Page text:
Interview with Congressman Barry Loudermilk on WBHF

Had a chance to welcome Congressman Barry Loudermilk to the studios of WBHF in Cartersville to be on my Saturday morning show, #WakingUpWithAlan. We spent nearly 30 minutes discussing the happenings in congress, the ongoing work to repeal Obamacare and how it’s not going to be easy when its tentacles have spread into so many areas. We also discussed Leftists who will not tolerate any differing point of view and are now willing to limit the First Amendment. We talked about Berkeley and other campuses with snowflakes unwilling to tolerate anything with which they do not agree. Barry Loudermilk represents Georgia’s 11th Congressional District in NW Georgia.

Those Inglourious Wealthy Basterds

Polls are showing Bernie Sanders pulling ahead of Hillary Clinton. It’s something a lot of people didn’t think would happen. But I saw it coming months ago, before Clinton’s scandals. Clinton could be the best angel from here until the primary election but it won’t help. You see, she’s old news. She was in 2008 and she is now. The only reason anyone was considering her way back when for 2016 was because she was the only one with her hat in the ring; that is, until Sanders. And now Joe Biden is looking to hop in too. Which means, Clinton isn’t going to easily take the throne like she may have thought she would. Did anyone else notice that? All that build up to her announcement. It was like she lost unfairly in 2008 and felt the Oval Office is now due to her in 2016. That was my impression.

You see, she lost in 2008 due to a charismatic character, a promiser for Change. The media pandered to him. They pitched softball questions to him. It was so obvious, Saturday Night Live had a field day with it (and may I add, made that show funny for the first time in years). No one wanted to see him trip. Set aside the fact that he’s bi-racial. Plenty of people of color have run for president under the Democrat banner. But none were treated with kid-gloves as Barack Obama. Isn’t he so nice? I mean, seriously. Put aside politics. I think I’d get along with him on a personal level. And that’s how you get into office. Clinton doesn’t have that. But you know who does?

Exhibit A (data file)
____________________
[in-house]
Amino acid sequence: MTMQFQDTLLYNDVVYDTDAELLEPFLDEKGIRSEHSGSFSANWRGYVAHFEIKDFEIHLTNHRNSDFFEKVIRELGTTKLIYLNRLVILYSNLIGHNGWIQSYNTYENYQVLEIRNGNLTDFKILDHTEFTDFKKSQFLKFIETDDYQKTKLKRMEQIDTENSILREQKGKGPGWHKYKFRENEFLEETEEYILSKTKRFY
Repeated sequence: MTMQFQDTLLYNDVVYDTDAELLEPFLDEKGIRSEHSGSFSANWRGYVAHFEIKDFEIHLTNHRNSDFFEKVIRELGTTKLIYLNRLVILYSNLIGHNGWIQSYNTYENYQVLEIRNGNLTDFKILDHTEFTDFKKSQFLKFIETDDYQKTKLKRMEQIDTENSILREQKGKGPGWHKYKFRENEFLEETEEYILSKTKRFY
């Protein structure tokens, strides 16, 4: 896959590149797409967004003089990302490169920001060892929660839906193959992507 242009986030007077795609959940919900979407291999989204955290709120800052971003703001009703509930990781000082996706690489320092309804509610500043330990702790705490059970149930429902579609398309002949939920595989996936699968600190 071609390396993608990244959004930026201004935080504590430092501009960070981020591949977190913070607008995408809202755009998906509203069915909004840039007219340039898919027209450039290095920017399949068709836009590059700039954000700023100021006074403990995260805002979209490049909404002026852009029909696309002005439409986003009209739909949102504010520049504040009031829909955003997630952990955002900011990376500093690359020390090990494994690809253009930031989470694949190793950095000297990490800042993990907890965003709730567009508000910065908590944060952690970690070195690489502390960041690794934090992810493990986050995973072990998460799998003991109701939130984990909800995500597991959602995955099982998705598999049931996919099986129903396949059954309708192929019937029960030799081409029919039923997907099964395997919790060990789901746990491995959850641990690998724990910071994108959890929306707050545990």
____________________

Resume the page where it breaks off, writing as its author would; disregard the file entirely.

Bernie Sanders has held a government position for over thirty-years. He’s been at the federal level since 1991. He’s currently filling the role of United States Senator from Vermont. And I predict, he’ll deny Clinton the throne for the very same reason Obama took it. Character.

Sanders has been rather consistent with his views throughout his tenure in office. And I can respect that. That is rarely seen in politics. He brings social democracy to the table as a presidential candidate. He’s offering an economic and social model like that of Denmark and Sweden. He’s not shy at all to say we can learn from them. As if they’re lands of unicorns and leprechauns. This is Sanders’ version of Change. But is anyone fact checking to see if the Nordic Model does offer a better alternative?

This essay isn’t going to go after that model, show it’s faults, show that it won’t work here. It won’t even show it doesn’t really work there. You can google it out for numerous papers on the subject. I personally recommend seeking out Cato Institute papers and studies for a good analysis on why the Nordic Model isn’t a greener pasture. No, in this essay, I’ll tackle the one piece that trickles throughout the Democratic Party, even if the socialism aspect isn’t tagged on.

Wealth Redistribution.

It’s the theory that some people have more than they need and should be forced to let go of some and turned over to others who have less. This, the theory goes, would even the playing field. Everyone could then afford good housing, healthy foods, clean water, a secure living environment, proper healthcare and everything else that goes into a civilized society. Great, right? Why should some people live better lives than others? That’s practically feudalism. We have no kings and queens here.

So how do we do it? The Sanders Way, is to forcibly take it. And to use the power of government to do so. The Sanders model, the Nordic Model, is taking money from someone else, giving it to someone else deemed more responsible to spend it on a greater good, and setting it in motion.